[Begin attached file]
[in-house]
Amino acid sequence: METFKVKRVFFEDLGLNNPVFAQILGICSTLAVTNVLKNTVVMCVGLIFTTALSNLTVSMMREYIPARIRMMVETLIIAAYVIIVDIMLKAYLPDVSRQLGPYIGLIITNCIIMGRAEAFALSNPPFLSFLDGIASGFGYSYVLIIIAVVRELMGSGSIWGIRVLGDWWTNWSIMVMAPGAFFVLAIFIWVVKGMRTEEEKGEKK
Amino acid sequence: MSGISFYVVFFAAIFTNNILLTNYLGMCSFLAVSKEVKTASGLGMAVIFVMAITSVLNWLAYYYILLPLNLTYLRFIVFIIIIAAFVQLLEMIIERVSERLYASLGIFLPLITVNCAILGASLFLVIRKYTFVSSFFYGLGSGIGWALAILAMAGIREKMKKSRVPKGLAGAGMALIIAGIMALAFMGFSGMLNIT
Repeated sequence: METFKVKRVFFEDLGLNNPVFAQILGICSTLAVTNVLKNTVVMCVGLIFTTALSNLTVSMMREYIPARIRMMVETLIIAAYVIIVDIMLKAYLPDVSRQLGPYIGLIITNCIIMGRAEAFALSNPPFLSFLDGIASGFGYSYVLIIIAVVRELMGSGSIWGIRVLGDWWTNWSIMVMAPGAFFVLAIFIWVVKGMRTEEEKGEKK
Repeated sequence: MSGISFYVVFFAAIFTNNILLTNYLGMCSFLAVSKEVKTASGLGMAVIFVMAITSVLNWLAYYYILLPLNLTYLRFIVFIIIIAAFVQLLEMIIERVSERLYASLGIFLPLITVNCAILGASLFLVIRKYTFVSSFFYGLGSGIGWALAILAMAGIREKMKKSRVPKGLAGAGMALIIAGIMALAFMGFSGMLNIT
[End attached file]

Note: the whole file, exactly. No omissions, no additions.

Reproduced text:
[in-house]
Amino acid sequence: METFKVKRVFFEDLGLNNPVFAQILGICSTLAVTNVLKNTVVMCVGLIFTTALSNLTVSMMREYIPARIRMMVETLIIAAYVIIVDIMLKAYLPDVSRQLGPYIGLIITNCIIMGRAEAFALSNPPFLSFLDGIASGFGYSYVLIIIAVVRELMGSGSIWGIRVLGDWWTNWSIMVMAPGAFFVLAIFIWVVKGMRTEEEKGEKK
Amino acid sequence: MSGISFYVVFFAAIFTNNILLTNYLGMCSFLAVSKEVKTASGLGMAVIFVMAITSVLNWLAYYYILLPLNLTYLRFIVFIIIIAAFVQLLEMIIERVSERLYASLGIFLPLITVNCAILGASLFLVIRKYTFVSSFFYGLGSGIGWALAILAMAGIREKMKKSRVPKGLAGAGMALIIAGIMALAFMGFSGMLNIT
Repeated sequence: METFKVKRVFFEDLGLNNPVFAQILGICSTLAVTNVLKNTVVMCVGLIFTTALSNLTVSMMREYIPARIRMMVETLIIAAYVIIVDIMLKAYLPDVSRQLGPYIGLIITNCIIMGRAEAFALSNPPFLSFLDGIASGFGYSYVLIIIAVVRELMGSGSIWGIRVLGDWWTNWSIMVMAPGAFFVLAIFIWVVKGMRTEEEKGEKK
Repeated sequence: MSGISFYVVFFAAIFTNNILLTNYLGMCSFLAVSKEVKTASGLGMAVIFVMAITSVLNWLAYYYILLPLNLTYLRFIVFIIIIAAFVQLLEMIIERVSERLYASLGIFLPLITVNCAILGASLFLVIRKYTFVSSFFYGLGSGIGWALAILAMAGIREKMKKSRVPKGLAGAGMALIIAGIMALAFMGFSGMLNIT